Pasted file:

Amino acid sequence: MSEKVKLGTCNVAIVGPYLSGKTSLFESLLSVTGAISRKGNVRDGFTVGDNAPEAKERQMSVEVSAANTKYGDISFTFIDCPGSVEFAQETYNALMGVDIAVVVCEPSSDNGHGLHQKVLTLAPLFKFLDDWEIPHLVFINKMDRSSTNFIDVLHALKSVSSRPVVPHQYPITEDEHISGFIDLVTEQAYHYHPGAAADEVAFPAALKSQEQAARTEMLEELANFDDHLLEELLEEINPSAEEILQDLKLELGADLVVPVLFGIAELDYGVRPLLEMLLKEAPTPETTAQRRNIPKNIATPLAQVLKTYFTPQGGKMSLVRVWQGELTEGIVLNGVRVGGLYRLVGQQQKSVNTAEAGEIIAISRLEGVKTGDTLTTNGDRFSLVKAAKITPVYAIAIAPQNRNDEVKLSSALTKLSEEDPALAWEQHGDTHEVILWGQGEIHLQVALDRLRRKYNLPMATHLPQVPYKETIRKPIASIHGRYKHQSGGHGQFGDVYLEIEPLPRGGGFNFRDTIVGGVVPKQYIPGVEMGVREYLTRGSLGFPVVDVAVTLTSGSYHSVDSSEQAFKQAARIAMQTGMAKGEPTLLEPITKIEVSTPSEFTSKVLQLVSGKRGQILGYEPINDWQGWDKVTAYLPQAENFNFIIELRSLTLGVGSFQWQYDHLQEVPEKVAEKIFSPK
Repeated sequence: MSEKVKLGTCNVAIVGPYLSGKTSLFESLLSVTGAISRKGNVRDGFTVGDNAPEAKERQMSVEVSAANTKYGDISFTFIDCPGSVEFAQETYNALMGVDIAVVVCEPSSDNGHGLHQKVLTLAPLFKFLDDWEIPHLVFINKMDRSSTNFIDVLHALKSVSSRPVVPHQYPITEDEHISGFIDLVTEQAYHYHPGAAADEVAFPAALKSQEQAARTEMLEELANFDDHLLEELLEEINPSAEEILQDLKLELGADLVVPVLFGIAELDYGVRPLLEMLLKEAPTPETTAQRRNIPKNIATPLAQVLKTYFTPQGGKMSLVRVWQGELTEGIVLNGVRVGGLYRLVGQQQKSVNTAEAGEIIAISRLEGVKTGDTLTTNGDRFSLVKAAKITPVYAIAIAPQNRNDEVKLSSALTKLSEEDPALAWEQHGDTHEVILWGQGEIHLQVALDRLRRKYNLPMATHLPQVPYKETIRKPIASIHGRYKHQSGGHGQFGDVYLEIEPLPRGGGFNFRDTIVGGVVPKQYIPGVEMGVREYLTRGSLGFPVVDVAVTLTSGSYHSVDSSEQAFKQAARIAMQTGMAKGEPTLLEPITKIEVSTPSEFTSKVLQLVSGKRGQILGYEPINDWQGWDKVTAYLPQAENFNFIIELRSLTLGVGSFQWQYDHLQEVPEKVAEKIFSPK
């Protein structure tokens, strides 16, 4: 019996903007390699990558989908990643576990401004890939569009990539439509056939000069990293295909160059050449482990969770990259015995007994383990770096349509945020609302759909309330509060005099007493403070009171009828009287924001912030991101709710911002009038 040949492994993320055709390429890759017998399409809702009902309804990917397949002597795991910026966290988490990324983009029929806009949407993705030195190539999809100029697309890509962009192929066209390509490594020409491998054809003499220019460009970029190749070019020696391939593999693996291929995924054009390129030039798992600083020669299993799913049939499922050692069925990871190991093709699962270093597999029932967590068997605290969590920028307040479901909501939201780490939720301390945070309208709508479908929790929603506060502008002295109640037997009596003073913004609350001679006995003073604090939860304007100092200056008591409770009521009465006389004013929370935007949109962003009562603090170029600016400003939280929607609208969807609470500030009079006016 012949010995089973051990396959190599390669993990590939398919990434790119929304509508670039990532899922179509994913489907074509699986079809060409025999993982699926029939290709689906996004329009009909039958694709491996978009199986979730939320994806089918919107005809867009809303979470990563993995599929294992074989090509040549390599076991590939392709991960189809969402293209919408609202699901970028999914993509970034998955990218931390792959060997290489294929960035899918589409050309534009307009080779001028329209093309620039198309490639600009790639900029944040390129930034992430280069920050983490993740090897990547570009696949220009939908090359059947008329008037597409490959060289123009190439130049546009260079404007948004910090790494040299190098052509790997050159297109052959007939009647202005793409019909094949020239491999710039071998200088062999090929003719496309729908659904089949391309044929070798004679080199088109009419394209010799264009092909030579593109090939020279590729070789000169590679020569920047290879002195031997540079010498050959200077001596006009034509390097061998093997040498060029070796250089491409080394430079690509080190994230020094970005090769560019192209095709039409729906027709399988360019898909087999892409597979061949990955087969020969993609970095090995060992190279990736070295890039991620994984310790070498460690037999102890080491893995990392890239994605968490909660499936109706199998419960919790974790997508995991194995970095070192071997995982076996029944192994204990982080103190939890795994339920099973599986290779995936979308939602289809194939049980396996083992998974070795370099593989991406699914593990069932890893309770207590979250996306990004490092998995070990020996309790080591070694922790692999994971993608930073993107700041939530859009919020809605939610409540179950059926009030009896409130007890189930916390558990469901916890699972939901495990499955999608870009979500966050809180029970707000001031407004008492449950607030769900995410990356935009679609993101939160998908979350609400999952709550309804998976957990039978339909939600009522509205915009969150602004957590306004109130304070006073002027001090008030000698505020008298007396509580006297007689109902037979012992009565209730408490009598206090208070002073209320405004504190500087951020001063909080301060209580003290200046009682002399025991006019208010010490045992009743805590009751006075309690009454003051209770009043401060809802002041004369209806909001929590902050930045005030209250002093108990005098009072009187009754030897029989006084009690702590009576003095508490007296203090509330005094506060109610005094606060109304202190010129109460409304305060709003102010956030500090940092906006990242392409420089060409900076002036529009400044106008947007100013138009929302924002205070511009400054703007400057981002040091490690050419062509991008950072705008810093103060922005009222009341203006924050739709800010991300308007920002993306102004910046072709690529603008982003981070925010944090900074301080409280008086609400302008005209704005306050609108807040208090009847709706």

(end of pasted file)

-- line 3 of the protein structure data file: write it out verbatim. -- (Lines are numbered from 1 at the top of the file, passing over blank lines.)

């Protein structure tokens, strides 16, 4: 019996903007390699990558989908990643576990401004890939569009990539439509056939000069990293295909160059050449482990969770990259015995007994383990770096349509945020609302759909309330509060005099007493403070009171009828009287924001912030991101709710911002009038 040949492994993320055709390429890759017998399409809702009902309804990917397949002597795991910026966290988490990324983009029929806009949407993705030195190539999809100029697309890509962009192929066209390509490594020409491998054809003499220019460009970029190749070019020696391939593999693996291929995924054009390129030039798992600083020669299993799913049939499922050692069925990871190991093709699962270093597999029932967590068997605290969590920028307040479901909501939201780490939720301390945070309208709508479908929790929603506060502008002295109640037997009596003073913004609350001679006995003073604090939860304007100092200056008591409770009521009465006389004013929370935007949109962003009562603090170029600016400003939280929607609208969807609470500030009079006016 012949010995089973051990396959190599390669993990590939398919990434790119929304509508670039990532899922179509994913489907074509699986079809060409025999993982699926029939290709689906996004329009009909039958694709491996978009199986979730939320994806089918919107005809867009809303979470990563993995599929294992074989090509040549390599076991590939392709991960189809969402293209919408609202699901970028999914993509970034998955990218931390792959060997290489294929960035899918589409050309534009307009080779001028329209093309620039198309490639600009790639900029944040390129930034992430280069920050983490993740090897990547570009696949220009939908090359059947008329008037597409490959060289123009190439130049546009260079404007948004910090790494040299190098052509790997050159297109052959007939009647202005793409019909094949020239491999710039071998200088062999090929003719496309729908659904089949391309044929070798004679080199088109009419394209010799264009092909030579593109090939020279590729070789000169590679020569920047290879002195031997540079010498050959200077001596006009034509390097061998093997040498060029070796250089491409080394430079690509080190994230020094970005090769560019192209095709039409729906027709399988360019898909087999892409597979061949990955087969020969993609970095090995060992190279990736070295890039991620994984310790070498460690037999102890080491893995990392890239994605968490909660499936109706199998419960919790974790997508995991194995970095070192071997995982076996029944192994204990982080103190939890795994339920099973599986290779995936979308939602289809194939049980396996083992998974070795370099593989991406699914593990069932890893309770207590979250996306990004490092998995070990020996309790080591070694922790692999994971993608930073993107700041939530859009919020809605939610409540179950059926009030009896409130007890189930916390558990469901916890699972939901495990499955999608870009979500966050809180029970707000001031407004008492449950607030769900995410990356935009679609993101939160998908979350609400999952709550309804998976957990039978339909939600009522509205915009969150602004957590306004109130304070006073002027001090008030000698505020008298007396509580006297007689109902037979012992009565209730408490009598206090208070002073209320405004504190500087951020001063909080301060209580003290200046009682002399025991006019208010010490045992009743805590009751006075309690009454003051209770009043401060809802002041004369209806909001929590902050930045005030209250002093108990005098009072009187009754030897029989006084009690702590009576003095508490007296203090509330005094506060109610005094606060109304202190010129109460409304305060709003102010956030500090940092906006990242392409420089060409900076002036529009400044106008947007100013138009929302924002205070511009400054703007400057981002040091490690050419062509991008950072705008810093103060922005009222009341203006924050739709800010991300308007920002993306102004910046072709690529603008982003981070925010944090900074301080409280008086609400302008005209704005306050609108807040208090009847709706």